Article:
John Messer, MAPCASE:cctd
Training often is not driven by purpose, even when we want it to be. We conduct training, or have people undergo it. We ought to be intending that our trainees become able to perform activities of work, or play, or war. A pervasive mind-set, a hypnotizing un-thought paradigm, cripples purposefulness. The mind on subject matter draws inside, to a curricular place. We act as if the business of training is finished when we have purveyed some content. This fixation can cause sincere people, on occasions when they try to talk or think about the world outside–shop, office, street, forest, field–to succeed only in talking or thinking about school and the classes they present. But work and play and war-fighting are extra-curricular activities.
I had an astonishing experience, a shock at the time but now a familiar concept failure. A longtime instructor brought me his homework, which was a list of things for a clerk to do in a battalion headquarters. He had included, as a workplace performance, “prepare a simulated position description for a new hire.” This was a direct lift from his existing lesson plans. He was never able to lift his eyes from them, or even to understand why he should.
Instruction–Not the Point
Think of a dog, a hairy animal with four legs. He may bark, cock a leg, kill a rat, and find what is lost or hidden. Some dogs do things with their tails. Some have no tail. Dogs that have tails wag them. Tails do not wag dogs.
From the standpoint of the revolution in performance science–40 years along and still revolutionary–instruction is tail, not dog. The emperor has no dog. Someone deceived the emperor, sold him a disembodied tail. The emperor’s blind wise men groom their assigned pieces of the tail, imagining they are dog handlers. The blind men are capable and dedicated instructors; but if you try to talk to one about whole dogs, it can be a difficult sell. Our pre-revolutionary converts-not-yet reflexively cherish a bushy perfect tail. The blind wise men generate “course evaluation” instruments. Even in 2013 these ask about instructor behaviors. Sometimes, but not always, they ask about learning. Student trainees praise the course offering and the instructor’s polished performance. Do not blame them; they may never have had a dog either. Evaluation instruments hardly ever ask about newly enabled things to do in the shop or office.
When you identify some capability you want to implant, you can devise a test that will reveal if your trainee has got it or not. With test in hand, the trainer can see how big a tail this dog needs. When test equals purpose, instruction can serve that purpose frugally and economically.
However, when the uncritical intent is to expound content for itself, there is no outward-looking purpose. Proposing to write the tests first is dissonant. A tail groomer expects to present “the material,” then “test the material.” He supposes he cannot formulate tests until course content is decided. Lessons fill up with what “the students need to know.” Inconsequential information can nudge out substance. Testing becomes a low-effort afterthought. An assistant works up questions to sample learning, formatted for machine scoring. Test secrecy is vital. Principal instructor re-refines the elegant handouts. What they end up with is just school.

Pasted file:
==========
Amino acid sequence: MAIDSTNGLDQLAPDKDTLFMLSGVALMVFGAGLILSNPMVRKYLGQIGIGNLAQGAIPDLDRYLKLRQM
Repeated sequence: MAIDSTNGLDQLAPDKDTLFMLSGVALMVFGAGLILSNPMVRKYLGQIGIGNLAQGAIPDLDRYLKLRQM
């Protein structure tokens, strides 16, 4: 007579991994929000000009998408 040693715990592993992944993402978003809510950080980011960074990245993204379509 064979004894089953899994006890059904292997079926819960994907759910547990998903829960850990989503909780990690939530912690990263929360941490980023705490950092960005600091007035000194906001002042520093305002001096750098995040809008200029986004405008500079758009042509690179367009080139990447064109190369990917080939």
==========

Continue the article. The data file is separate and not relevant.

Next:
The mind on subject matter draws inside–to a curricular room without windows. Try looking outside from a school desk. You peer into mirrors. Try to select objectives of training by direct consideration. You find thoughts of instructional activities.
Did you catch the ambiguity? My phrase “objectives of training” ought to mean particular performance capabilities for shop and field and forest–non-curricular achievables for which we would spend money and time in conducting training. The mind-set victim hears me as speaking of certain structured verbal formulas at the beginning of lesson plans. In that blinder-ed sense, a “training objective” sets an instructional activity, not something to do in a workplace or play place.
News flash: You can have purposeful purpose-achieving training with rotten instructional process. You can produce a “class” equipped with a desired skill set without conducting any instruction at all. (I have no specific agenda of breaking rice bowls, but the latter assertion would lift neck hairs and shiver hearts down at the Amalgamated Federation of Curriculum Writers, Process Polishers, and Murder Boards.) You can give a test without prior instruction. It will look like a pretest. We do a version of this when we run a job search against a position description. Just because search outcomes are sometimes disappointing does not mean it is a bad idea. Even if you do not follow up the (pre)test with instructional activities, your population might include both sheep and goats. Identify and separate them. Hire the sheep; send the goats home. If your target population includes good sheep–candidates who already have what the job requires, maybe from prior experience–it is logically possible you will not have to expend any training resources.
About the Author
John Messer, MAPCASE:cctd — consultancy in cost-constrained training design Counter-terrorism, New Mexico Tech and LSU. Education: AB 1965, MA, PhD-semantics, Army War College. Military Tng & TD: US Army Training and Doctrine Command (TRADOC) Training Developments Institute. Director of Training, Natl Guard Professional Education Center. Army ROTC. Faculty, US Army Command & General Staff College. Prof Educ Center again. Retired from military 1994. Email John: email@example.com.